We need to understand, that anytime there is forgiveness, whether monetarily or otherwise, the loss does not disappear, forgiveness is only a transfer of loss. When Jesus tells the parable of the wicked slave in Matthew 18:21-35, the master is going to take the loss when he forgives the wicked slave. The wicked slave, however, is unwilling to take the loss to forgive his fellow slave. While forgiveness may seem free to the one receiving it, to the one offering it, forgiveness is costly. Similarly, if we offend one another, when we forgive we agree to not require of the offender anything to “pay back” the offense, but that means we agree to “take the loss” of the offense instead. True forgiveness is never free.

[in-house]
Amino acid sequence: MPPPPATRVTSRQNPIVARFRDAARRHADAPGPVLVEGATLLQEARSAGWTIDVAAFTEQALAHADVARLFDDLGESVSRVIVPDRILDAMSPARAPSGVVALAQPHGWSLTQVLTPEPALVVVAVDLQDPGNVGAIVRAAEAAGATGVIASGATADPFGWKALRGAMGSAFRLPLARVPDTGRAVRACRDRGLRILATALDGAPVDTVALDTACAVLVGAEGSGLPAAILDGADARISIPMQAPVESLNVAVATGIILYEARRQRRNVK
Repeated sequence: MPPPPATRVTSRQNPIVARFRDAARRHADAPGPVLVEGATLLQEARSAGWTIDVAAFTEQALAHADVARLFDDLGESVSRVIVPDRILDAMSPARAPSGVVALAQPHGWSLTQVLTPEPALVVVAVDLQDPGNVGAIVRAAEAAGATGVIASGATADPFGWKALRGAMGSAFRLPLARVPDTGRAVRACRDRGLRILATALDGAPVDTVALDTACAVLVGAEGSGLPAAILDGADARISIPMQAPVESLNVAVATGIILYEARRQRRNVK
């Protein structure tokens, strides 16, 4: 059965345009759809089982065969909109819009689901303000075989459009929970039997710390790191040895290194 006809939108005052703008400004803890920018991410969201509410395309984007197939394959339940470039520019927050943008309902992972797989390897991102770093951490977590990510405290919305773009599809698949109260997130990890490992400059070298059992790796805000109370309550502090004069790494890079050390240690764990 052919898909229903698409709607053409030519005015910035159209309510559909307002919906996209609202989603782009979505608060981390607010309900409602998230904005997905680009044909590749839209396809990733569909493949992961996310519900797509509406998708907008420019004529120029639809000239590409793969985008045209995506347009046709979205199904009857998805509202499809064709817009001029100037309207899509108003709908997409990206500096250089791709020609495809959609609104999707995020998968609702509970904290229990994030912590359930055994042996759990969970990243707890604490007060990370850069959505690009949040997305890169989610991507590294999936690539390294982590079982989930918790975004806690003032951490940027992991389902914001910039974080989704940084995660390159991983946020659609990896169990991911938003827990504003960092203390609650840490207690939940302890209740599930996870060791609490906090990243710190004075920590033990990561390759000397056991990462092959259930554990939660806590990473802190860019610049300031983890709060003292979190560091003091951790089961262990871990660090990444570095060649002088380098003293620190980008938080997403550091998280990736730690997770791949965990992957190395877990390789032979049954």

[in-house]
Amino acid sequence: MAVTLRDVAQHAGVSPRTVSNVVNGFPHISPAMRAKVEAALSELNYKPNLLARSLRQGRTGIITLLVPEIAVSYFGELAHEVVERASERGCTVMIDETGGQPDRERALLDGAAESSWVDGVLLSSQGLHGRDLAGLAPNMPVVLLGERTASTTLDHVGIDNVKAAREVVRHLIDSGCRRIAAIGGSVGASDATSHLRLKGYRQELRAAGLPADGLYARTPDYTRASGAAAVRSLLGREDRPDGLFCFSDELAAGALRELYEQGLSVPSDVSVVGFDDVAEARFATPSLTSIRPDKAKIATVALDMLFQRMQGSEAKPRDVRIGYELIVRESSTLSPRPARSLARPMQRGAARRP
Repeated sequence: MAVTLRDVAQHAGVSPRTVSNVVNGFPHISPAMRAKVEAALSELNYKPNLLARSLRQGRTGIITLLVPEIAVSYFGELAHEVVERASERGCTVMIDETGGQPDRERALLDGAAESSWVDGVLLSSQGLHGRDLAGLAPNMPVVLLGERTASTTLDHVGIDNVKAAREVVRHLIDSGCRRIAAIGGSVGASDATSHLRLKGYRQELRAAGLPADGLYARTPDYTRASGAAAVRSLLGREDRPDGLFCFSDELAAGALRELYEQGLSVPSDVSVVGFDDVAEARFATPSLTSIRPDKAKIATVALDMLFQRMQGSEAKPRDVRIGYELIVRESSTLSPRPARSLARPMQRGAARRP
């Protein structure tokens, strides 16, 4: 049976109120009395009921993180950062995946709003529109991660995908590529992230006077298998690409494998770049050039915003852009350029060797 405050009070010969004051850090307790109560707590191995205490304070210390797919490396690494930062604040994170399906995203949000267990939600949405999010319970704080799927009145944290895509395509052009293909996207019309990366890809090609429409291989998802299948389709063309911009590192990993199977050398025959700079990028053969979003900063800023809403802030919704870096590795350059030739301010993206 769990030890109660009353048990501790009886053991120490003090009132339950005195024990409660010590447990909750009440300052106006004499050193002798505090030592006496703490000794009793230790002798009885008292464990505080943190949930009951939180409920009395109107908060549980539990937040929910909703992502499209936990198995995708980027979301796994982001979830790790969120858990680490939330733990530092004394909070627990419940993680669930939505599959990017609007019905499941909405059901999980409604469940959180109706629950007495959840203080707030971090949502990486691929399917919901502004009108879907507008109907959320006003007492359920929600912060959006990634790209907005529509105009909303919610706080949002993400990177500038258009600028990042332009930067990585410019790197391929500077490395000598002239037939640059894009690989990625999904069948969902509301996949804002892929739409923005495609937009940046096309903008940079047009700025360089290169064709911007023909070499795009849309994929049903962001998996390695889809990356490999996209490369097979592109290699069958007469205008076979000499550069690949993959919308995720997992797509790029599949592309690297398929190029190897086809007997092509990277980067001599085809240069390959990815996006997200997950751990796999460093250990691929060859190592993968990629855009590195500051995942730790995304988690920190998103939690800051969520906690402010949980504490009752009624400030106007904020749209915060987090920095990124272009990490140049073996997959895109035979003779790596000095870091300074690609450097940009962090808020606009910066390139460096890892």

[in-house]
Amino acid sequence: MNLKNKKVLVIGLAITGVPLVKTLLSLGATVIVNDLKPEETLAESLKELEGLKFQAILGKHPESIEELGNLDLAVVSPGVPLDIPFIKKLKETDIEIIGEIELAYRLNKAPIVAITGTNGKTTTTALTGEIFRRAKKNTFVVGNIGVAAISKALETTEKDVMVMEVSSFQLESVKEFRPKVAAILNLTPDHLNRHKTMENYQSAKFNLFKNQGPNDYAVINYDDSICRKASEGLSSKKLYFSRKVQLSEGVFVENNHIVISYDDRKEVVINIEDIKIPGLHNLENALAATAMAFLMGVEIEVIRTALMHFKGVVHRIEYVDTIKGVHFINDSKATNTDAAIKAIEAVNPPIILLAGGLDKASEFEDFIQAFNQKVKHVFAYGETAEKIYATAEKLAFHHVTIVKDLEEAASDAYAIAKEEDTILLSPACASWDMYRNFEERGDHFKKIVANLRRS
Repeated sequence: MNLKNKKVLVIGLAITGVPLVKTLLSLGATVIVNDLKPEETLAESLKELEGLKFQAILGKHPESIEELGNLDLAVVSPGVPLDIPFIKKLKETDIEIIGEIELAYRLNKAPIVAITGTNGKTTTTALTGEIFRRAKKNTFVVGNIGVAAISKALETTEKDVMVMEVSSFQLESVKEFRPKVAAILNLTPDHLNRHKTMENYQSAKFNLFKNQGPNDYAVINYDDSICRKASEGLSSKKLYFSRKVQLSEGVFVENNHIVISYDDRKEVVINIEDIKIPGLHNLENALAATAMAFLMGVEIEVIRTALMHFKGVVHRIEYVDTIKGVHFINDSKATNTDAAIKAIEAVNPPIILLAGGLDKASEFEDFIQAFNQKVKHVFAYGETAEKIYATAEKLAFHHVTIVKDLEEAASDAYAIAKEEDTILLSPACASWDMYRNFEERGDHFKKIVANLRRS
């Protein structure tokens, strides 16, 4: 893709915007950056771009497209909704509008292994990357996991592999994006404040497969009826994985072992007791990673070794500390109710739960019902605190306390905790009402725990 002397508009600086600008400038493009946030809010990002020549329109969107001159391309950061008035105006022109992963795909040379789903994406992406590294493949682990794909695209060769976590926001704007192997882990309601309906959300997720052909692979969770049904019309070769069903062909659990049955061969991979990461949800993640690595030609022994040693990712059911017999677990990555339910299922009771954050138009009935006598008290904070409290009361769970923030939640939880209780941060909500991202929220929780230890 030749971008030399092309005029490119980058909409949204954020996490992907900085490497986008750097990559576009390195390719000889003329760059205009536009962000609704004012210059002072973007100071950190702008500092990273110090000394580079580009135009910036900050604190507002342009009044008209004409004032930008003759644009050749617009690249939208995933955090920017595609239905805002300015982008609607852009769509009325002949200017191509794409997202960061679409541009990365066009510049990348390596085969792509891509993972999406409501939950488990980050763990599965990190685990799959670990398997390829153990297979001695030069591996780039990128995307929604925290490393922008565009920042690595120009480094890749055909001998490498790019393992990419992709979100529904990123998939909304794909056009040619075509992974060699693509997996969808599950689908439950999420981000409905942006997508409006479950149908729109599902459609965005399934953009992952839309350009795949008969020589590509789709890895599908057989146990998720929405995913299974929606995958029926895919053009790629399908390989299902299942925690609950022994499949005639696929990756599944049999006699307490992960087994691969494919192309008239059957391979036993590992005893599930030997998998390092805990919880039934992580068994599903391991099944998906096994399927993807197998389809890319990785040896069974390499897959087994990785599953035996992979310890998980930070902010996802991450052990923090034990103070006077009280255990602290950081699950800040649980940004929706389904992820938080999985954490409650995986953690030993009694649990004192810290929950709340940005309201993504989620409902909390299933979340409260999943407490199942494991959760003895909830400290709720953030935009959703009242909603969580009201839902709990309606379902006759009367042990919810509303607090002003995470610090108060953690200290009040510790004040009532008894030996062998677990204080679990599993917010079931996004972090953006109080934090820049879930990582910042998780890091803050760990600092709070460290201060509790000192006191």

In our case, we can see how nice it is for the debtor to receive debt forgiveness, but who is taking the loss? With federally backed student loans, the federal government is not the lender, rather they are the guarantor of those loans. In other words, the federal government is simply guaranteeing the lender that they will get their money, if not from the debtor, then from the federal government. The lender is not going to be taking the loss on this debt forgiveness, rather the federal government is going to take the loss in paying the lender the amount to reduce the debt.